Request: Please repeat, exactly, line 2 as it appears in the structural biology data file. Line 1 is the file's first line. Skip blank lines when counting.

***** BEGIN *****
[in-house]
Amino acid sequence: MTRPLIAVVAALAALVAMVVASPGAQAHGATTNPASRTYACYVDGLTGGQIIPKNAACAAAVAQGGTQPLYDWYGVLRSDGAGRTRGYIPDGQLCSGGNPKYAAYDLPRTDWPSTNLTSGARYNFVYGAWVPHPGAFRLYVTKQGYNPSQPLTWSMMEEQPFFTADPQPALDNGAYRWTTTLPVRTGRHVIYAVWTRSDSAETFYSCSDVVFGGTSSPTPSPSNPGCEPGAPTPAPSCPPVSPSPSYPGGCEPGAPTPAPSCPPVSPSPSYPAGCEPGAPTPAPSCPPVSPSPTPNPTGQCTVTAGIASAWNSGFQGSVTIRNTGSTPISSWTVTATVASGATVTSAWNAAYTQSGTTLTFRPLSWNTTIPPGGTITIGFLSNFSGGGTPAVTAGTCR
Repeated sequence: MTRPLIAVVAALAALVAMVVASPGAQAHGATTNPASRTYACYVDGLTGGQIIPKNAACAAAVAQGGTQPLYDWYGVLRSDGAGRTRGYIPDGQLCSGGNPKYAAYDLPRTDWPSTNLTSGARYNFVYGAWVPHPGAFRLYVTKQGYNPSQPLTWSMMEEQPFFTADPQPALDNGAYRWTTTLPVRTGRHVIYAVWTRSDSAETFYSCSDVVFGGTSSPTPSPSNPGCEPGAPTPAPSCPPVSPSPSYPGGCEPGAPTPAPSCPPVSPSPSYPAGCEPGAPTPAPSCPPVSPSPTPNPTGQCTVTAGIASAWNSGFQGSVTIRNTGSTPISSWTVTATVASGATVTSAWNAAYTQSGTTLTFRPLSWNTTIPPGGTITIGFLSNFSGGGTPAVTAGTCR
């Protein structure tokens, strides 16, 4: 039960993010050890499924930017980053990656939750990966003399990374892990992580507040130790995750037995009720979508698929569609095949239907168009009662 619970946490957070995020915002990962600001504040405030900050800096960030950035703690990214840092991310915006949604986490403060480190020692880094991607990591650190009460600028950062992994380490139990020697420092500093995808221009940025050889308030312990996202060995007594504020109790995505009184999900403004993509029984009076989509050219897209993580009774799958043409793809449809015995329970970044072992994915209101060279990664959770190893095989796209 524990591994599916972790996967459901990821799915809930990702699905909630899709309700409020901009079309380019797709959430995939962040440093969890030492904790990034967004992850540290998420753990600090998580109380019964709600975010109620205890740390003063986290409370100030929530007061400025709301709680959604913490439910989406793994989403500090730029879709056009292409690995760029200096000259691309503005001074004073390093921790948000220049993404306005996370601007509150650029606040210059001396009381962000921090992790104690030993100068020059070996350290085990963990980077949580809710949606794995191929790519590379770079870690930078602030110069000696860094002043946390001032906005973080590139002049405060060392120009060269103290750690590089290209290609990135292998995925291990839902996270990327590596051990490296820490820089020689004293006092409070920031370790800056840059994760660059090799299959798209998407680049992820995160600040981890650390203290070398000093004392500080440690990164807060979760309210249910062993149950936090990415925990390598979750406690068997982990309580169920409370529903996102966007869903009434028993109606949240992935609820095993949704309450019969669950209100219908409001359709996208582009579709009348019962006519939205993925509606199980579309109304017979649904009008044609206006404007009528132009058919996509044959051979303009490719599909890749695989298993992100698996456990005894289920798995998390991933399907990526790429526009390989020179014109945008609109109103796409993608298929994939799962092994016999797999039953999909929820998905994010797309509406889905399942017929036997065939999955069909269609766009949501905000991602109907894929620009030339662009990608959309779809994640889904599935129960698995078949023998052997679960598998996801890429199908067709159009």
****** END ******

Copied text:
Amino acid sequence: MTRPLIAVVAALAALVAMVVASPGAQAHGATTNPASRTYACYVDGLTGGQIIPKNAACAAAVAQGGTQPLYDWYGVLRSDGAGRTRGYIPDGQLCSGGNPKYAAYDLPRTDWPSTNLTSGARYNFVYGAWVPHPGAFRLYVTKQGYNPSQPLTWSMMEEQPFFTADPQPALDNGAYRWTTTLPVRTGRHVIYAVWTRSDSAETFYSCSDVVFGGTSSPTPSPSNPGCEPGAPTPAPSCPPVSPSPSYPGGCEPGAPTPAPSCPPVSPSPSYPAGCEPGAPTPAPSCPPVSPSPTPNPTGQCTVTAGIASAWNSGFQGSVTIRNTGSTPISSWTVTATVASGATVTSAWNAAYTQSGTTLTFRPLSWNTTIPPGGTITIGFLSNFSGGGTPAVTAGTCR